March 11, 2019


March Newsletter

ADMC has entered into an agreement with the Polk Soil and Water Conservation District, central Iowa to facilitate the implementation of a minimum of 25 saturated buffers by December of 2020. The saturated buffers will be located within five small HUC 12 watersheds in the county.

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November Newsletter

Director’s Desk This month’s newsletter starts off on a somber note as Paul Sweeney passed away after his battle with cancer. Paul was a long time ADMC board member who represented Ecosystem Services Exchange. I knew Paul both from his time with NRCS as well as with ESE. Paul made huge contributions to water conservation throughout the Midwest. It was an honor to get to work will Paul and we hope that his family and loved ones find peace during this difficult time. The Plastic Pipe Institute, ADMC platinum member, hosted a panel discussion on agricultural drainage issues at its semi-annual meeting in Milwuakee, WI. Panelists included: Bob Clark, President of Clark Farm Drainage; Bruce Clevenger,  Associate Professor & Extension Educator from the Ohio State

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September Newsletter

Pleas check out the ADMC September Newsletter to learn about the notice for the annual meeting, a public/private model for smart conservation drainage implementation, a bioreactor installation by Morreim Drainage Inc., the work of the Cannon River Watershed Partnership, and the Conservation Drainage Network.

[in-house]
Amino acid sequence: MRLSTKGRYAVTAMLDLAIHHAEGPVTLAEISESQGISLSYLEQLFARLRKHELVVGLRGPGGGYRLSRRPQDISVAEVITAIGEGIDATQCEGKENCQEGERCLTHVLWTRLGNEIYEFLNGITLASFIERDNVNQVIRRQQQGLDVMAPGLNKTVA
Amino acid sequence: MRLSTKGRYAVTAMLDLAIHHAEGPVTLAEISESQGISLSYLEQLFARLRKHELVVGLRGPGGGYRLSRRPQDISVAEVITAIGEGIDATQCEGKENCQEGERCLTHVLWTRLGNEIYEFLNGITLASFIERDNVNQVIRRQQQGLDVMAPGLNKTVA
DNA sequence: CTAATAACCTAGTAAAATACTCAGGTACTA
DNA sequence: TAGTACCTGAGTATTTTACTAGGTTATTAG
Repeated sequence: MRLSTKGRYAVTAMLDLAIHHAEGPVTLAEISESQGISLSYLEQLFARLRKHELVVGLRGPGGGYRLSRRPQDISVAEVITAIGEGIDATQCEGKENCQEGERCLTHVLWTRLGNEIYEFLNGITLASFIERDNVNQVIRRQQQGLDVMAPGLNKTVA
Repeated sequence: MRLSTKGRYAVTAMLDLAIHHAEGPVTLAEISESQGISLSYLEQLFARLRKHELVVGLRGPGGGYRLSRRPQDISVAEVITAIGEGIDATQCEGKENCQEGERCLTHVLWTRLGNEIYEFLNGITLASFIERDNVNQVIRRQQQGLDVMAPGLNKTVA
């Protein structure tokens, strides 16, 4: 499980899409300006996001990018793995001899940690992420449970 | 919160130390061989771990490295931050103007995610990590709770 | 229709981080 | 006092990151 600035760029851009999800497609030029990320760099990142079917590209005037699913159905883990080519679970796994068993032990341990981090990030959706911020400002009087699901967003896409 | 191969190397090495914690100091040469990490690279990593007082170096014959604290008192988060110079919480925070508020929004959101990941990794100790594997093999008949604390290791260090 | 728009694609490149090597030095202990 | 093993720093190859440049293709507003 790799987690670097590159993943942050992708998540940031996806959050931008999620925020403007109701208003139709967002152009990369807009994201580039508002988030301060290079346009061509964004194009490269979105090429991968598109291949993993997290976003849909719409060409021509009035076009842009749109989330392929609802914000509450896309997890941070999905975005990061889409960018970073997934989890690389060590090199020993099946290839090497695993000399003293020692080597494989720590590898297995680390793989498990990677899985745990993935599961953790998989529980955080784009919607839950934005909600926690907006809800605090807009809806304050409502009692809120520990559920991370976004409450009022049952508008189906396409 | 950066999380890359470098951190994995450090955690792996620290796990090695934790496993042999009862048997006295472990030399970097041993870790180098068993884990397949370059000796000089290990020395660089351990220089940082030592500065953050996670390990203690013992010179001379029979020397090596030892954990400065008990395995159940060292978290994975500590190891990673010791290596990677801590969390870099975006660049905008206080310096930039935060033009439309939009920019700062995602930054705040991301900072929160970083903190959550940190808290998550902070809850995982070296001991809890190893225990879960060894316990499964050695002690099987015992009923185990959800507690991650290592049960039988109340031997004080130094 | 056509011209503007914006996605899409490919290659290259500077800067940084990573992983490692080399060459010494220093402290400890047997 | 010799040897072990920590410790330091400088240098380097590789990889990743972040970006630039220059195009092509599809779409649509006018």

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August Newsletter

Learn about a busy July and August filled with conservation workshops and field days as well as a member spotlight from Prinsco about support to an ISU demonstration farm.

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July Newsletter

ADMC members have been busy this summer leading the way in educating landowners, farmers, and agency representatives about conservation drainage. To learn more, please check out the July Newsletter.

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May Newsletter

Director’s Desk Mother nature has not cooperated for what seems like years on end now. The wet fall shutdown most fieldwork following harvest, leaving contractors and farmers hoping for a cooperative spring to make up for lost time. That obviously has not happened.  A wet fall has been parlayed into a disastrous spring. The extremely wet spring amplifies the importance of having an adequate water management system in place. Without a proper drainage system, tight planting windows become even tighter. Which with this spring could mean waiting weeks not days to get back into the field. It could also be the difference in getting a field planted and making the tough decision to enter into a prevent plant program. All of the Midwest is behind

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Past ADMC Newsletters

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